9. HIV Education for Adult Literacy Programs.

    ERIC Educational Resources Information Center

    Smith, Barbara E.

    This staff development package is designed to inform adult literacy practitioners about Acquired Immune Deficiency Syndrome/Human Immunodeficiency Virus (AIDS/HIV) and to facilitate implementation of HIV education in adult literacy programs. It is intended to teach them to plan and implement HIV education for their adult literacy students and to…

  10. HIV Prevention Readiness in Undergraduates and Inmates.

    ERIC Educational Resources Information Center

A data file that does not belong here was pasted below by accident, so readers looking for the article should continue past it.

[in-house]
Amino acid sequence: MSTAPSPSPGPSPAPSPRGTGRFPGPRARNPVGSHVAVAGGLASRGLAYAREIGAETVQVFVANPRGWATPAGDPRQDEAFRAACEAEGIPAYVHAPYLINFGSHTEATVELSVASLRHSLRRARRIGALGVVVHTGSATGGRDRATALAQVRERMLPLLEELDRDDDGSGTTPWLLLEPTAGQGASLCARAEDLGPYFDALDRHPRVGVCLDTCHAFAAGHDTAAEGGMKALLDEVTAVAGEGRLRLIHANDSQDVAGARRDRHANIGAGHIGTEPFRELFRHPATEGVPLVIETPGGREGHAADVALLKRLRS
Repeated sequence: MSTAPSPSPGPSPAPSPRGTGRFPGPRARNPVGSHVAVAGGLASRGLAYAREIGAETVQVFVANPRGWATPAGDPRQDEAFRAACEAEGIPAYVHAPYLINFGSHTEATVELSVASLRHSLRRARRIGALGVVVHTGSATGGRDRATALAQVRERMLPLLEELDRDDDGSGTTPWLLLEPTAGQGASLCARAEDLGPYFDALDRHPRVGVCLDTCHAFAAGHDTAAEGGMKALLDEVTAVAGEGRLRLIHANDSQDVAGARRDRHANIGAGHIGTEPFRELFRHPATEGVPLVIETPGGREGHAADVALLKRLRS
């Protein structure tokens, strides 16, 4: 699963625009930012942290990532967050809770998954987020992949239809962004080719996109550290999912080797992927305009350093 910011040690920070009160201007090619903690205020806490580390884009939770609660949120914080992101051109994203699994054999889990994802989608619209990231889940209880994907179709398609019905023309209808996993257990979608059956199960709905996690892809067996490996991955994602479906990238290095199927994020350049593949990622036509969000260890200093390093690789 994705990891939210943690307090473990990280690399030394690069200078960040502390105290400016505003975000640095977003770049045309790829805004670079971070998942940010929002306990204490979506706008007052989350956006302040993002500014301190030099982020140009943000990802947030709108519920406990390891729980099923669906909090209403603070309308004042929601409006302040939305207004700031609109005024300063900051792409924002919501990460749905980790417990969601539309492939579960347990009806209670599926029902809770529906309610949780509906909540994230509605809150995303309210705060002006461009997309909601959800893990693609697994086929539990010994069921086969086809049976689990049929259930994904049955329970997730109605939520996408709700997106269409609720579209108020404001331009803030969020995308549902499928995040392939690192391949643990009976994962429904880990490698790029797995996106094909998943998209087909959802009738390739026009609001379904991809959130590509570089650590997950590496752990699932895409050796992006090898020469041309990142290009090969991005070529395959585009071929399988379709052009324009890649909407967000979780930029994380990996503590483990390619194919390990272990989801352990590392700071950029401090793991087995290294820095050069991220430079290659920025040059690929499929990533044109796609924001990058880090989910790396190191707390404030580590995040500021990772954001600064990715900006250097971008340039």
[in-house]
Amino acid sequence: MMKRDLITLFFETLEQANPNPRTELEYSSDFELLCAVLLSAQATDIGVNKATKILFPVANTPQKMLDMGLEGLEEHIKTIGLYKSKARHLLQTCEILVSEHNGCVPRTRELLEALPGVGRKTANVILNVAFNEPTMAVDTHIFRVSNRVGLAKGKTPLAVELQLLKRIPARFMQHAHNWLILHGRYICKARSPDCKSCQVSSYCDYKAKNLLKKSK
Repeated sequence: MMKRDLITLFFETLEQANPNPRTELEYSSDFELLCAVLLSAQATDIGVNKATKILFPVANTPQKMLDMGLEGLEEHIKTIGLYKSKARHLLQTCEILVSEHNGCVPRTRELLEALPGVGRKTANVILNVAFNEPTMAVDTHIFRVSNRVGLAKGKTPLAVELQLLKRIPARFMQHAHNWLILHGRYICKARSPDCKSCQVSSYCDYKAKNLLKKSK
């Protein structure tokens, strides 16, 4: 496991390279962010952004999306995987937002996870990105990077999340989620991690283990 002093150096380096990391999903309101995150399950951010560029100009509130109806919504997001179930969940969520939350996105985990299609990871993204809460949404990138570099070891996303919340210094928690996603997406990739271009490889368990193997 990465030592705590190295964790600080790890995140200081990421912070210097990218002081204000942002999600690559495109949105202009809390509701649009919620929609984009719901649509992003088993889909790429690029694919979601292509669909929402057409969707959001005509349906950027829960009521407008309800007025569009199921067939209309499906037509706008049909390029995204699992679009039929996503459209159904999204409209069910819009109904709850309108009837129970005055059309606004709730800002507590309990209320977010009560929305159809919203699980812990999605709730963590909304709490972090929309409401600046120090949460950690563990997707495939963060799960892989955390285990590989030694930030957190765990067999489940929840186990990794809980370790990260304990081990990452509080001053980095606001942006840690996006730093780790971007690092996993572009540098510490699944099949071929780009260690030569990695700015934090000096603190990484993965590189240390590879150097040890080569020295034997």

Antonio, Michael E.; And Others

    Prevention of Human Immunodeficiency Virus (HIV) transmission is increasingly an international priority. Education of high-risk populations, such as incarcerated individuals, is particularly important in thwarting the spread of HIV. To address this concern, the attitudes, beliefs, and knowledge of inmates concerning HIV and AIDS related issues are…

  11. HIV genetic information and clonal growth

    Cancer.gov

    Based on an analysis of blood cells from five HIV-infected individuals, NCI researchers have identified more than 2,400 HIV DNA insertion sites. Analysis of these sites showed that there is extensive clonal expansion (growth) of HIV infected cells.

  12. HIV and incarceration: prisons and detention

    PubMed Central

    2011-01-01